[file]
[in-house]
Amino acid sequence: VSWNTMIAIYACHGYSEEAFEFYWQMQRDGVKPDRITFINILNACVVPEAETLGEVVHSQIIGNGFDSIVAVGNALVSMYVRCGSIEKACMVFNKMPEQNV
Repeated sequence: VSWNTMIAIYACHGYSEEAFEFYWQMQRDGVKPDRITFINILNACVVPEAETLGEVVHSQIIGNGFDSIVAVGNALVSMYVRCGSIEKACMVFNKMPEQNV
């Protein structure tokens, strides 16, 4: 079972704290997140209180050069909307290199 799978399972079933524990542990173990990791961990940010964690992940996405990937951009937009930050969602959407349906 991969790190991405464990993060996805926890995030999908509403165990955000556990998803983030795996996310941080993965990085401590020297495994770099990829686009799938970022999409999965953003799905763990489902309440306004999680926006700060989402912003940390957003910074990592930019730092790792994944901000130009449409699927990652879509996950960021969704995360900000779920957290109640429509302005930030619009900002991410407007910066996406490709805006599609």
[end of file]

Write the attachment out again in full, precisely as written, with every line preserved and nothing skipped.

[in-house]
Amino acid sequence: VSWNTMIAIYACHGYSEEAFEFYWQMQRDGVKPDRITFINILNACVVPEAETLGEVVHSQIIGNGFDSIVAVGNALVSMYVRCGSIEKACMVFNKMPEQNV
Repeated sequence: VSWNTMIAIYACHGYSEEAFEFYWQMQRDGVKPDRITFINILNACVVPEAETLGEVVHSQIIGNGFDSIVAVGNALVSMYVRCGSIEKACMVFNKMPEQNV
């Protein structure tokens, strides 16, 4: 079972704290997140209180050069909307290199 799978399972079933524990542990173990990791961990940010964690992940996405990937951009937009930050969602959407349906 991969790190991405464990993060996805926890995030999908509403165990955000556990998803983030795996996310941080993965990085401590020297495994770099990829686009799938970022999409999965953003799905763990489902309440306004999680926006700060989402912003940390957003910074990592930019730092790792994944901000130009449409699927990652879509996950960021969704995360900000779920957290109640429509302005930030619009900002991410407007910066996406490709805006599609």